2012 was all about migration. Most of the year was spent (literally) in the air winging my words to so many poetry-loving audiences. I travelled to more places last year than I had in the last five years combined. It’s impossible to be warned about the profound and delicate alterations to your mostly quiet and routine life after winning a major literary award. The surprise of it all is like a new and sensuous fabric that is suddenly wrapped around you after the weighty medallion is draped around your neck. As you fall asleep hugging that fabric, on some late night, early morning, red eye flight, you realize your fingers are rubbing the pretty fabric whispering, this fabric is so nice.
Last year was incredible. My aim was to stay close close to those who knew me before the new fabric and the immodest jewelry, to drink my carrot and beet juice, eat my greens (and tofu), and be sure to step away from the fireworks of the public eye as often as possible, to head straight into the quietest part of the forest as often as I could, to fold myself, yes, fall on my knees there on the dark cool moss, in order to keep my always grounding conversations with my ancestors going strong and to never leave the sacred woods before emptying my pockets of the birdseed I’d brought with me, remembering what my grandmother first taught me about keeping my long feet tethered to the good earth and to always look around and think of others.
Thank you so much to all who sent messages and blessings throughout the year. Messages that I dreamed I would, but did not get the chance to respond to in ink and by longhand. Thank you for all your sweet cards that I have over these last 365 days pinned one by one into the walls of my studio for daily inspiration. Thank you for the hugs you shared each and every time I have been blessed to be in your live and loving presence. I have needed each one - terribly. Your generosity and affection made the year fly by. I will embrace the magic of 2012 as long as I live.
One of my favorite poetic subjects, history, is so much about migration. One hundred and fifty years ago today, a decree, of plain as day, not so poetic writing was signed on the dotted line, January 1, 1863. The Emancipation Proclamation. Its courageous birth slowly changed the world. The clear stoic words, sifted from the head and heart of one tall presiding man from Illinois, gangly in his dark suit and high hat, did not immediately free any enslaved human being in any slave-holding state. As with all bold, truthful, courageous words, that have never been uttered before, first there is a thawing out that hits the air from the old way of thinking, then there is the slow burning fire that arrives to clear out the brush for what must be built for going forward. The Emancipation Proclamation slowly burned back the sticks, the dead grass, the old brush, all the acceptable thorns of our slave-holding society, so that this young country might begin to see the next level of its necessity. This first piece of not so poetic writing, that first and mainly proclaimed, lead to the second piece of not so poetic writing that did far more than proclaim; the 13th amendment to the Constitution of the United States, passed by a smaller, feistier, and then, working Congress, outlawed slavery in the country that had been built on slavery’s bloody back. In a free and democratic society there are some things that must be outlawed before that society eventually accepts them as a right and a privilege. Inequality, was then and is now, one of those tenets.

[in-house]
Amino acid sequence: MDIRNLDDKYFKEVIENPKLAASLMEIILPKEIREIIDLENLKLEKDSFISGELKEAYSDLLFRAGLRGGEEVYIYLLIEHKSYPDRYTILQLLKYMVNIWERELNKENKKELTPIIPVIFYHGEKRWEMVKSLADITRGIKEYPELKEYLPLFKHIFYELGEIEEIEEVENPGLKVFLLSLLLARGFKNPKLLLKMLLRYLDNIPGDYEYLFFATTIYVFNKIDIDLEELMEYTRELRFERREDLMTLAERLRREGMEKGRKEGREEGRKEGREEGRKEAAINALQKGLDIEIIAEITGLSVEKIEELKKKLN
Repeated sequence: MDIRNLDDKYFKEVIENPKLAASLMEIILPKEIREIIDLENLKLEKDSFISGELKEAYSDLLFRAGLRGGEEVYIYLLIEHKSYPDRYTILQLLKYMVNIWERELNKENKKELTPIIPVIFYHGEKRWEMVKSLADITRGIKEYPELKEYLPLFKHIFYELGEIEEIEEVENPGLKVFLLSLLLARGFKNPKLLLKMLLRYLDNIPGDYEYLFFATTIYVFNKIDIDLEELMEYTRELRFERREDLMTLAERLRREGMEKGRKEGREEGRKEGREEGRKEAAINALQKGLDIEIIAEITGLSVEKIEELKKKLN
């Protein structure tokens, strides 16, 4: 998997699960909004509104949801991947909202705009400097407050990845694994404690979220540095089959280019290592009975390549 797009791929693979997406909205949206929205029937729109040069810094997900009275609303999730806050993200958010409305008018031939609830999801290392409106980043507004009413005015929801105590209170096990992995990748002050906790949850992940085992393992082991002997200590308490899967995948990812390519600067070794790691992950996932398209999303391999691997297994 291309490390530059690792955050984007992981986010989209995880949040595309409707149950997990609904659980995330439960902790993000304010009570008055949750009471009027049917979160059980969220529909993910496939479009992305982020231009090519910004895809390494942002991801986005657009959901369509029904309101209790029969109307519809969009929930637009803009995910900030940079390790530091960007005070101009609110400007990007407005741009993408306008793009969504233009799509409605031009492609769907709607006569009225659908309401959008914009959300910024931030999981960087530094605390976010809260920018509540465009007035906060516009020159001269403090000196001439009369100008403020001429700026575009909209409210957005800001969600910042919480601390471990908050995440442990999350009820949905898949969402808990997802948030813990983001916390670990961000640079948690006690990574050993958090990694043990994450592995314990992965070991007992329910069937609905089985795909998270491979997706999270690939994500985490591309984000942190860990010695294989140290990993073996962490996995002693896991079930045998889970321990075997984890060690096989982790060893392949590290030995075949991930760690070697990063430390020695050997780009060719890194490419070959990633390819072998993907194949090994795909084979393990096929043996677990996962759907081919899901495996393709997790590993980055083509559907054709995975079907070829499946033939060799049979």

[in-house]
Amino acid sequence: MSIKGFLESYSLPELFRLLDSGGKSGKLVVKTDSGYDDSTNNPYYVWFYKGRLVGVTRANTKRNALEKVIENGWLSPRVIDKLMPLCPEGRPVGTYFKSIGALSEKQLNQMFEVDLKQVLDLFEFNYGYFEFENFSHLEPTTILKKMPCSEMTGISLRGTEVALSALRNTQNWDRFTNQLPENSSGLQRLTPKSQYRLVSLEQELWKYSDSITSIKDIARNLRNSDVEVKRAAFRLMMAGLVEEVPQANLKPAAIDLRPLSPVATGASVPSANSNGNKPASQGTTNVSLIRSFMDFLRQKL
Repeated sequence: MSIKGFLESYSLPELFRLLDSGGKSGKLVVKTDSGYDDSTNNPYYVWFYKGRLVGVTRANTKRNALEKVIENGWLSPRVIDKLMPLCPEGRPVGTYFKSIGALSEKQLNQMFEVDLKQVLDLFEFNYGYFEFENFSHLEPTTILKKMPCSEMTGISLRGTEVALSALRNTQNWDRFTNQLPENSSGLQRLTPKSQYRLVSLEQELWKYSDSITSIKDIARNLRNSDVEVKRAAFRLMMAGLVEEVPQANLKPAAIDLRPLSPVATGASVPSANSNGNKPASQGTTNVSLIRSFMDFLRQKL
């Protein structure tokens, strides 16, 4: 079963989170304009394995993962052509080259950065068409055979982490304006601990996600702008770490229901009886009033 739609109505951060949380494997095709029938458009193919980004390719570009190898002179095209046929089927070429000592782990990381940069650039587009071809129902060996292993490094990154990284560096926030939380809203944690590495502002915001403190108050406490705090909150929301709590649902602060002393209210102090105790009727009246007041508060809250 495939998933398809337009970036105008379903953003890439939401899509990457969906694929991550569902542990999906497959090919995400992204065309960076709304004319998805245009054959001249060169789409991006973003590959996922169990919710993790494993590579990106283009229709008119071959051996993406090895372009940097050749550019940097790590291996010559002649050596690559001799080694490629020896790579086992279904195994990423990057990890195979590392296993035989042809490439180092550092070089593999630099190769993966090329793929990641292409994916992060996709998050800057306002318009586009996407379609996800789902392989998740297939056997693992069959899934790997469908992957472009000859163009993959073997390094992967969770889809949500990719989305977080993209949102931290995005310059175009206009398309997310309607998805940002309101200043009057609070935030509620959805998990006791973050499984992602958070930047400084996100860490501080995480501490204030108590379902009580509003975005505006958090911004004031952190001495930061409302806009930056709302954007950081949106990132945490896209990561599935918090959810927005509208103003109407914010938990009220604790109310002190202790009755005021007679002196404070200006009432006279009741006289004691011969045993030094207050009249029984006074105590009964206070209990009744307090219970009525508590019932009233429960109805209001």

The great American writer Toni Cade Bambara sent me a postcard in 1995. It was the most important postcard of my life. What she wrote to me then is still good and powerful enough to bring forward into 2013: Nikky, do not leave the arena to the fools. I offer this great and empowering sentiment to you and to all those you love.
In 2013 may we keep taking our giant out-of-step steps. May we keep raising our hands and arms high in order to pose our fire-breathing courageous questions. May we keep writing in order to un-freeze this world from the twin grips of fear and more fear. May we keep remembering those who went to sleep one night enslaved and rose the next day “forever free” even if they didn’t know it quite yet, those determined ones “darker than blue” who had names, who had dreams, who held on tight to each other, who never gave up on us, their future family, that they would never get to meet, never gave up on the world being far better to others than it had ever been to them.
The travel calendar for 2013 will be going up tomorrow at www.nikkyfinney.net. I just confirmed with the fabulous musician and musical director, Toshi Reagon, an exciting night of poetry and song with that amazing vocalist, whose reach of voice makes me close my eyes and speak in several tongues, the incomparable Liz Wright, on March 25th, 2013, at the Schomburg Center’s Woman and Jazz concert series in New York City. There are some other exciting future collaborative projects that I will be posting on the website in the coming months just as soon as they are confirmed. Please keep an eye out for RICE (1995) and THE WORLD IS ROUND (2003) which are being reissued by Northwestern University Press in the summer of 2013. I also hope to take a little time off in 2013 in hopes of remembering how to write a poem again.
I will keep my ear close to the ground in hopes of hearing from you in all the ways there are to speak across and through the distance.
Grateful and grateful, and grateful some more,
Read more Notes on Migration >